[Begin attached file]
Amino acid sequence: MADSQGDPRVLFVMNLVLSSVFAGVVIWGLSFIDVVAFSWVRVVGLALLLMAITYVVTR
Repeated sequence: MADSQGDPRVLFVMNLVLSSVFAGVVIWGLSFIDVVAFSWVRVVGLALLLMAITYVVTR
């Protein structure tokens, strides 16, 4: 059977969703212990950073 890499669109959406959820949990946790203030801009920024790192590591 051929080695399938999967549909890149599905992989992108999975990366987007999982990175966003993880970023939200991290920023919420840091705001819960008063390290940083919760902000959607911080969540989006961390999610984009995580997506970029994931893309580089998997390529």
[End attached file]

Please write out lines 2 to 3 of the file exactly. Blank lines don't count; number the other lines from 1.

Repeated sequence: MADSQGDPRVLFVMNLVLSSVFAGVVIWGLSFIDVVAFSWVRVVGLALLLMAITYVVTR
């Protein structure tokens, strides 16, 4: 059977969703212990950073 890499669109959406959820949990946790203030801009920024790192590591 051929080695399938999967549909890149599905992989992108999975990366987007999982990175966003993880970023939200991290920023919420840091705001819960008063390290940083919760902000959607911080969540989006961390999610984009995580997506970029994931893309580089998997390529």